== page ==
What surprises me is that neither the story-teller, the brother, the journalist or the editor realised the stupidity of this line. I'm sure they're all intelligent people, but they regurgitate this nonsense because it backs up the way they have already made up their mind. This is known as confirmation bias.
As a Sustainability practitioner you will have come across this phenomenon time and time again. The presumption that Sustainability must cost more, despite all the facts and figures you provide. The presumption that renewable energy will never be cost effective despite plunging prices. The presumption that Sustainability is not a core business issue despite the fact that those who do Sustainability better have been shown to make more profit. The 'zombie arguments' from climate change deniers refuse to die for this very reason.
Like those in the Telegraph article, there is no point in trying to confront those 'misconceptions' head on (just have a look at all the Godwin's-Law-breaking arguments on Twitter for proof). My Green Jujitsu approach works on the heart as well as trying to appeal to the mind, by getting people involved in Sustainability using their core skills and interests. For example, it's said that the Netherlands doesn't suffer from this us-and-them battle between motorists and cyclists because almost all drivers cycle as well, so they identify with being on two wheels.
So if you are locked into a war of attrition over a Sustainability issue or project, stop, take a step back and think about how you can make it appealing to your opponents' hearts as well as minds.
I've just been to the polling station to vote in the EU Referendum. And I voted... drum-roll... IN!
But you probably guessed that, not just because I've blogged about it before, but because I'm a Sustainability Professional and Edie has found that 75% of us are voting IN (and 7% are unsure).
If you knew the area I live in, you'd probably guess correctly as it's a very middle-class-intelligentsia neighbourhood, never mind that RemaIN posters outnumber LEAVE by at least 5:1.
If you knew I'm a (sometimes reluctant) Guardian reader then you'd also put money on me being IN.
I'm a bit bloody predictable, aren't I?
On the other hand, if I was wedded to my car and a climate sceptic, you would put money on me voting Leave. And almost nothing would change my mind, certainly not the towering pile of economic statistics the RemaIN campaign has been throwing around with gay abandon.
This referendum, like most elections, will be decided by a relatively small number of people who do not fit neatly into a few rather big tribes. And we tend to listen to other people in our tribes - reading newspapers which reflect our values. In social media this is known as the echo chamber as you say something and just hear the same thing back (I've started trying to break this habit and seek out articles by journalists who are interested in why people who they disagree with don't think like them.) We are tribal.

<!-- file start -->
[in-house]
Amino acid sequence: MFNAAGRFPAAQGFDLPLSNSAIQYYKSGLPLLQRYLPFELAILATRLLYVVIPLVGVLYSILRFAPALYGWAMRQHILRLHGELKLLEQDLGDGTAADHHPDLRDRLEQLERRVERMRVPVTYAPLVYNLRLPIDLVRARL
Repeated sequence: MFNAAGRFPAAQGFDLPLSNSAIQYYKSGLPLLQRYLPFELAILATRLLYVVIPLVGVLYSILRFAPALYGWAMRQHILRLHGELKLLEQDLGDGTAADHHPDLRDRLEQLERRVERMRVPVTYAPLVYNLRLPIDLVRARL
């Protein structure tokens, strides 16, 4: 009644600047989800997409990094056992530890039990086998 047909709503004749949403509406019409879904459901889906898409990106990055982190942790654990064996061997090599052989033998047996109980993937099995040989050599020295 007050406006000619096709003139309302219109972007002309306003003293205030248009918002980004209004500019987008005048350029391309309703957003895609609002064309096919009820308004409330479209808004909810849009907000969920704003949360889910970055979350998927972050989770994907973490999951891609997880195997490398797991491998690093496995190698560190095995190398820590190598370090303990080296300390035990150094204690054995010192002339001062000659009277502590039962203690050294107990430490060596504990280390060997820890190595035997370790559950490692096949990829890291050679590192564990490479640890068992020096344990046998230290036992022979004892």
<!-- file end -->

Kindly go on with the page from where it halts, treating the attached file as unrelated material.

This tribalism is exactly why most employee engagement fails. Sustainability practitioners talk to their colleagues using sustainability language, images and arguments – and then get a shock when it doesn't register with the intended audience. Green Jujitsu is all about acknowledging the obvious fact that people unengaged in Sustainability aren't (and maybe won't ever be) members of the Sustainability tribe. It's about understanding the other tribe and translating Sustainability appropriately.
The NHS experiment on engaging nursing staff on energy efficiency is a fantastic example. "Switch it off and save the planet" didn't work. "Switch it off and save the NHS money" didn't work. "Switch it off and your patients will get better sleep" did – because the nursing tribe values patient care above everything else.
Have you ever tried making a complaint to a large organisation? You'll get a whole load of guff back about how they take every concern seriously, explaining the process they will follow and what do you almost certainly get by the end? A half acknowledgement that they got something wrong and a convoluted explanation of why they're not going to do a damn thing about it.
Just this morning I presented a large committee (unrelated to my professional career) with photographic evidence of a serious local problem along with other evidence as to the cause. Others around the table simply talked away the problem (with no counter evidence, just anecdote, opinion and subject changing) until it was implicitly agreed that while this was indeed an issue, there was no real need to do anymore than the current, evidently inadequate actions. Next agenda item...